Blantyre Four In Hand Club

This photo was taken around 1910 by David Ritchie, a Blantyre joiner with an interest in early photography. It shows a party of Blantyre people out on an excursion to the Crown Hotel, at Campsie Glen.

I’m going to be bold and suggest this is the ‘Blantyre Four in Hand Club’, a former driving club set up for the purpose of providing great days out in such open-top vehicles. The “Four in Hand” refers to the reins, with such vehicles usually pulled by four horses. There was a tradition to this with the coachman always dressed in utmost finery, providing the most comfortable and efficient service he could for all the passengers. This was a treat, an experience for men and women for a day out. With lunch and refreshments at destinations, the excursions weren’t always for children.

Blantyre Four in Hand club was known to exist in the first decade of the 1900s.

On the last Thursday in April 1909, the club members (both male and female) met at the Stonefield Tavern, Glasgow Road, Blantyre and boarded the horse drawn vehicle travelling to Hamilton, Larkhall then Blackwood, arriving at Lesmahagow at 5.30pm. This was to be the first trip of the season for the “Blantyre Four in Hand Club”. Fine, dry days were perhaps chosen for such trips, as the party would have had to stop to take cover in showers. On that particular day, the party had an excellent supper in the Commercial Hotel in Lesmahagow before the return journey took them back to Blantyre for 10.30pm. As in previous years, the vehicle was provided by William Wallace of Hamilton and led by four spirited bays, smartly handled by the club’s driver. Bob Stevenson and John Donnelly, buglers entertained the company with some playing en route.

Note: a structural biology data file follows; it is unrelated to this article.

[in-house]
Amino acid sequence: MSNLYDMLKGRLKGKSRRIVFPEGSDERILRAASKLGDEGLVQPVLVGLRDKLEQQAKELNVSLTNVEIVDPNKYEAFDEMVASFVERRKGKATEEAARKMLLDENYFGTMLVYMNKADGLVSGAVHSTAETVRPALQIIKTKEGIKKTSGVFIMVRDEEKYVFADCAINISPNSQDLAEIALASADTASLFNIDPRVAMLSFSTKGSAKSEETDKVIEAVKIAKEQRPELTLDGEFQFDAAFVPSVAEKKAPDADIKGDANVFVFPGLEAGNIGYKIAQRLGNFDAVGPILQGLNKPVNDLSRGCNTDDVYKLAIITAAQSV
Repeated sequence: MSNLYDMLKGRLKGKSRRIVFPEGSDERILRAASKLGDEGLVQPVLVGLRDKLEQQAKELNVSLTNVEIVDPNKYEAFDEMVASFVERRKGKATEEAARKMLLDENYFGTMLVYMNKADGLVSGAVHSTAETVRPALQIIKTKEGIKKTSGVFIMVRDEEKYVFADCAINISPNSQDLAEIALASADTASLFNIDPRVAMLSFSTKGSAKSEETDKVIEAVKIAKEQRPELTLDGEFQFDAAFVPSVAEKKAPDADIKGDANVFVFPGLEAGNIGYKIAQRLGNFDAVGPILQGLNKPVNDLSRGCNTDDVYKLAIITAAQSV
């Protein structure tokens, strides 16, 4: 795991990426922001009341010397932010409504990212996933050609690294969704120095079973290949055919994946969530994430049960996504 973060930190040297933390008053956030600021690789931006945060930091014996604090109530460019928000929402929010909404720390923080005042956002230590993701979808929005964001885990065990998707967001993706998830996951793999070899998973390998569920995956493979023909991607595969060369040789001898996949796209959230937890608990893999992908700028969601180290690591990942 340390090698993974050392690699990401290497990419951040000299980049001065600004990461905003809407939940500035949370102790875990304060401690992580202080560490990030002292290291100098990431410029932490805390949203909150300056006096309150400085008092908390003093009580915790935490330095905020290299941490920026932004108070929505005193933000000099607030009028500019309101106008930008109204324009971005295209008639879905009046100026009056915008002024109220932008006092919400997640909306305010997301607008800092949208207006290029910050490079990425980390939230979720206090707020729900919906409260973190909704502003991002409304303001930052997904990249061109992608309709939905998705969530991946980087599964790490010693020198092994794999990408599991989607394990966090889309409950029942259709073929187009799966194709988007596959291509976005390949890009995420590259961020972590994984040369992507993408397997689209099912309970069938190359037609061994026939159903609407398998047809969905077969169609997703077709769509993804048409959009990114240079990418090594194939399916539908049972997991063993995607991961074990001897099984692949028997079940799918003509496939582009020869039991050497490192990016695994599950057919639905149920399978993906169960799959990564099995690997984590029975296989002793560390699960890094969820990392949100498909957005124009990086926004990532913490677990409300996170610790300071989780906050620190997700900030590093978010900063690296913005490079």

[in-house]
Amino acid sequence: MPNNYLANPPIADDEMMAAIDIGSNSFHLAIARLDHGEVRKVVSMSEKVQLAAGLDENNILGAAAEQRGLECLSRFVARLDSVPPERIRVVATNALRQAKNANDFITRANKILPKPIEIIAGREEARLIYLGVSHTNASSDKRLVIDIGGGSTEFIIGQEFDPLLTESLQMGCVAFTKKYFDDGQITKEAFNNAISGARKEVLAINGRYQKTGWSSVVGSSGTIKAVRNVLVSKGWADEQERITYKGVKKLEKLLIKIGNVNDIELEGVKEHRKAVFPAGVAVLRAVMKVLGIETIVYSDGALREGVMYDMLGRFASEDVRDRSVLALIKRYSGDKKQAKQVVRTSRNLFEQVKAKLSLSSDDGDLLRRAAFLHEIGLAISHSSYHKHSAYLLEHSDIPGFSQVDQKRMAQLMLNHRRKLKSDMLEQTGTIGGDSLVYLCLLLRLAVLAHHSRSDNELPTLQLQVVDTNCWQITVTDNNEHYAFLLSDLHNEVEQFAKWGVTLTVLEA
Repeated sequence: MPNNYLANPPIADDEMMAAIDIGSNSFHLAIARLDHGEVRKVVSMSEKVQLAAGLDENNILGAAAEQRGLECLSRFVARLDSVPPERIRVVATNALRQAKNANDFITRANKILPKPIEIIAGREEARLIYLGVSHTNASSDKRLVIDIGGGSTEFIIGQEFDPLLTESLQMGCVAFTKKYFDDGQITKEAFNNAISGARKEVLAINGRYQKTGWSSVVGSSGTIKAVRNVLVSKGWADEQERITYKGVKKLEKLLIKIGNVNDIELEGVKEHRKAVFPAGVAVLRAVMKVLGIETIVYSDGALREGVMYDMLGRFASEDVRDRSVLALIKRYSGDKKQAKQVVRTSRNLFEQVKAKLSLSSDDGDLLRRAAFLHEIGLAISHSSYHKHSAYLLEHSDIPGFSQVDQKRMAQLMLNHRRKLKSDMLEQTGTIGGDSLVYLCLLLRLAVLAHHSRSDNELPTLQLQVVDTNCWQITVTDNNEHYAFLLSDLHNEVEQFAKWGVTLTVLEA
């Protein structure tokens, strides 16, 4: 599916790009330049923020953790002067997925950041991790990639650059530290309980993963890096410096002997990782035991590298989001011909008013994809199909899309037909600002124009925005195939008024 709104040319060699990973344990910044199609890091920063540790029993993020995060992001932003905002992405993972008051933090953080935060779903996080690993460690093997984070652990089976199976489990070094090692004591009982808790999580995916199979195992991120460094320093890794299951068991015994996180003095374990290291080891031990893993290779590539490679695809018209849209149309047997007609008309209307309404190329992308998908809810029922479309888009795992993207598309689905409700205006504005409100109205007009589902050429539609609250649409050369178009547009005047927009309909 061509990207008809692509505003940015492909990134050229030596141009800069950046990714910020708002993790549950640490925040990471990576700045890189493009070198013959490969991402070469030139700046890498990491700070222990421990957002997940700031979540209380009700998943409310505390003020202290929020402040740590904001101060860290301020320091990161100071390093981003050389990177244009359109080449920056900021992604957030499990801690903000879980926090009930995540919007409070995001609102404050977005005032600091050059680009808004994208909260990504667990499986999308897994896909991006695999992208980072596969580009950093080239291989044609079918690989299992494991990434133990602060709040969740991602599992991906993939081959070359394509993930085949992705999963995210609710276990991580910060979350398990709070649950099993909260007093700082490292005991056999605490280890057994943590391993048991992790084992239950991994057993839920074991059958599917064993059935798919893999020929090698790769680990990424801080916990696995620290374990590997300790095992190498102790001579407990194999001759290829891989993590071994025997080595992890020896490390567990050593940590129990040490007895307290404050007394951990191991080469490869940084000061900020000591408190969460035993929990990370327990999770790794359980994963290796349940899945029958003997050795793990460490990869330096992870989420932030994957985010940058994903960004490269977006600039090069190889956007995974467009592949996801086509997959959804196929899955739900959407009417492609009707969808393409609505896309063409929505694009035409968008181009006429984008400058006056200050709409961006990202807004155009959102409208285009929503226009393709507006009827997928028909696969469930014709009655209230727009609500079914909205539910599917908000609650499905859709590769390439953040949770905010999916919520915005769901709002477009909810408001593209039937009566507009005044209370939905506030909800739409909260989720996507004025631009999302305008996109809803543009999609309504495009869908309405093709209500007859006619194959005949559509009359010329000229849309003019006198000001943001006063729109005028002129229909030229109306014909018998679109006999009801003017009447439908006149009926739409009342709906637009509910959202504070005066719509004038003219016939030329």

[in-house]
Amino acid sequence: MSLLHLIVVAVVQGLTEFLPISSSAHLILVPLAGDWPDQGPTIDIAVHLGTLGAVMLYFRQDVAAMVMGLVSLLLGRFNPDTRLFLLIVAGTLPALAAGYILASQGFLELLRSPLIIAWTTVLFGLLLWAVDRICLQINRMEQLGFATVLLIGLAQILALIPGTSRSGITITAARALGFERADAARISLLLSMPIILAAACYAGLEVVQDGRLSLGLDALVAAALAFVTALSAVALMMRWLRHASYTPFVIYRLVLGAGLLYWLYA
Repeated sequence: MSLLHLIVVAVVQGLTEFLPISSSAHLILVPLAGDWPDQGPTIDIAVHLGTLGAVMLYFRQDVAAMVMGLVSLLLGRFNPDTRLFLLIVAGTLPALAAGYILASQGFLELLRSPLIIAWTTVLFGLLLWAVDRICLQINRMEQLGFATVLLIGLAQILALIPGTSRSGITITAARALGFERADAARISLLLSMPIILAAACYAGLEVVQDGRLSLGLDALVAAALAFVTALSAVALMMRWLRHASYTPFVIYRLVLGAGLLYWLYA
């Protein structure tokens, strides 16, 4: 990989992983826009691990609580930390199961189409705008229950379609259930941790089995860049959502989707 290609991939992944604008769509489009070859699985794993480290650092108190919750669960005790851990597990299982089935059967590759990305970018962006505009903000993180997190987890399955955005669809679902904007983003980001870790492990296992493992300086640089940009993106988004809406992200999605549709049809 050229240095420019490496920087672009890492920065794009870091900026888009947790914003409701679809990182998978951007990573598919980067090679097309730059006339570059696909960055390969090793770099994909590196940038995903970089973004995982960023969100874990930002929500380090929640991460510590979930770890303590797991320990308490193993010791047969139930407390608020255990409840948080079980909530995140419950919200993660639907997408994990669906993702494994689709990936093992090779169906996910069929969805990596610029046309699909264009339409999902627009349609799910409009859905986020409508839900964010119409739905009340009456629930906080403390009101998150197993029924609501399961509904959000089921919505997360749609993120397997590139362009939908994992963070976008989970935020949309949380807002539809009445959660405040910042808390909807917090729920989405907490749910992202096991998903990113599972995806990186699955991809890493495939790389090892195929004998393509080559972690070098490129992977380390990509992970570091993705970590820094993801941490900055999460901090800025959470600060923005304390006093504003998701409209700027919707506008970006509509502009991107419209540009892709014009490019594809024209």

I’ve suggested some connections associated with this club. Mr Thomas Rae, owner of Stonefield Tavern at the time was also the President of the Hamilton Four in Hand Club. Mr Rae, upon selling his hotels went into the business of manufacturing aerated water. In other photos of the Four in Hand Club, the McLean aerated manufacturer business owners are on the carriages, perhaps business acquaintances of Mr Rae. Additionally, in other photos, the Craig family from Bellsfield Farm are on the carriages and perhaps it was them or the McLeans who provided the horses on such occasions?

I cant find reference to this club after WW1, perhaps the club, like so many others being a ‘home casualty’ of war itself.

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